CMHC announces that Vancouver housing market no long highly vulnerable

August 6, 2019 | Posted by: Patrick Mulhern

Heated Vancouver housing market moderating for first time in three years: CMHC

Vancouver real estate prices have stopped surging on excessive expectations they will keep rising in the future

Joanne Lee-Young

Updated: August 1, 2019

 

Vancouver’s housing market stability has gone from “highly vulnerable” to moderate for the first time in three years, according to the new assessment from Canada Mortgage and Housing Corp.

The shift comes as the CMHC has also dropped its red flag on real estate price acceleration in the Vancouver market, taking it from a “moderate” rating in May to “low” today.

These assessments, contained in CMHC’s third-quarter report released Thursday, won’t surprise anyone following the Vancouver real estate slump in which sales and prices started crumbling in early to mid-2018 after several years of stratospheric gains that had Vancouver among the frothiest markets in the world.

CMHC tracks long-term changes in each market by also considering indicators of overheating, overvaluation and overbuilding. In Metro Vancouver, the CMHC kept its low rating for overheating and overbuilding from May 2019 and also its moderate rating for overvaluation.

Price acceleration happens when there is speculative activity, said Eric Bond, a Vancouver-based senior specialist, market analysis at CMHC.

“Overvaluation is grounded in the idea that price levels are not justified considering employment growth and wage or income growth,” he said. “We continue to detect a moderate degree of overvaluation, but it’s down from a high degree which existed two quarters ago.”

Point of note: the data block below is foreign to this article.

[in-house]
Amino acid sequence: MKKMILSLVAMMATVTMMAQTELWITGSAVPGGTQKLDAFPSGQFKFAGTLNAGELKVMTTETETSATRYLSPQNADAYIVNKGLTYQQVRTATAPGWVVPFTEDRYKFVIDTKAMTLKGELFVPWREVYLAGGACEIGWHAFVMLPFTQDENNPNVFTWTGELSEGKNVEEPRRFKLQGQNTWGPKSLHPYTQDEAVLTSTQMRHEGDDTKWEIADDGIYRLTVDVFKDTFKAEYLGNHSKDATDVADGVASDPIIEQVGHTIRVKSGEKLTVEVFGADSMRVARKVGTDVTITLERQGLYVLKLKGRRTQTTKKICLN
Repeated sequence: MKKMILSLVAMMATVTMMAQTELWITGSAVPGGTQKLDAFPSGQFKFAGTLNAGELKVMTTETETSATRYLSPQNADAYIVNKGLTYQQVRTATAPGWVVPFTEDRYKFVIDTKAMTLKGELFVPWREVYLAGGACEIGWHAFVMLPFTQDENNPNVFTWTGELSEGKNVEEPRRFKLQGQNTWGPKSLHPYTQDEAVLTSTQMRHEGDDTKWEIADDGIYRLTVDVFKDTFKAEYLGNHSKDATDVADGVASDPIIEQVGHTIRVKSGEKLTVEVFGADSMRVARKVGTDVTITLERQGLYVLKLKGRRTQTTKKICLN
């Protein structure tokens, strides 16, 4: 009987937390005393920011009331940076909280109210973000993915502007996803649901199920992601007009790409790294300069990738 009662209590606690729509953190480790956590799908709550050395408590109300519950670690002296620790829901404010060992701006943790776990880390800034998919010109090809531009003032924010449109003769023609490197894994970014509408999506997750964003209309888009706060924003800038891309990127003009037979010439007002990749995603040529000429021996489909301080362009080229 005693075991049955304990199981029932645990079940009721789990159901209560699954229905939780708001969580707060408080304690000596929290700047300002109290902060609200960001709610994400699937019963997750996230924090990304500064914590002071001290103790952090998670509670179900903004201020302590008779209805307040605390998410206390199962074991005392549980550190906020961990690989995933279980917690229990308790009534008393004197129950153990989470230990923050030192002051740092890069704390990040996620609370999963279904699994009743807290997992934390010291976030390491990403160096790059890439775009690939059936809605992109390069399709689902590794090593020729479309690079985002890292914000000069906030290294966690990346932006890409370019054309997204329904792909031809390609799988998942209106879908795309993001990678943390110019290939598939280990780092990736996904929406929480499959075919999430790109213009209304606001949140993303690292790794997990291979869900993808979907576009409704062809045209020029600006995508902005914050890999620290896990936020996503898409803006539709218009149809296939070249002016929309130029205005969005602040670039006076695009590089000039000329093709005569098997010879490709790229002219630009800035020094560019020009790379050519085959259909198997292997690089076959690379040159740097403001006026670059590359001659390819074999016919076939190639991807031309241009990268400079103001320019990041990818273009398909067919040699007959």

In other words, Vancouver real estate prices have stopped surging on excessive expectations they will keep rising in the future. However, they remain expensive compared to local economic conditions, even though the gap between the two is now closer than they had been.

The latest report said the CMHC originally detected price acceleration in the Vancouver market in the second quarter of 2016, but its model only indicates “price acceleration is present in a market if a significant price increase occurs in at least one quarter in the previous three years.”

Now, “with lower prices in the resale market in recent quarters, an evaluation of the trends in the most recent data provided sufficient evidence to end the watch on price acceleration” for Vancouver, according to the report.

“What does it mean? We are seeing a greater availability of homes. Buyers have more choices,” said Bond, who said it was difficult to guess what actions policy-makers might take or reverse as the Vancouver market goes from being heated to more balanced.

To compare, the CMHC report, which looks at 15 Canadian metropolitan areas, rated housing markets in Toronto, Victoria and Hamilton as having a high degree of vulnerability.

In Toronto, overheating and price acceleration and overvaluation are still under watch even though overvaluation is easing. In Hamilton, high ratings for all four factors were maintained as being at high degrees, even though overheating, price acceleration and overvaluation have eased since the first quarter of 2019.

The CHMC report focuses on the resale market, but there has also been a significant shift in the presale market where developers and realtors have been trying to coax potential buyers who show any modicum of interest.

There have been gimmicky promotions offering avocado toast and wine for a year, but now also some more significant cash offers or discounts such as covering mortgage, interest and tax payments for a year, said condo marketer Adil Dinani. He’s even driven potential, but non-committal buyers from a recent condo launch in East Vancouver to see the developer’s previous and finished projects in an effort to seal deals.

 

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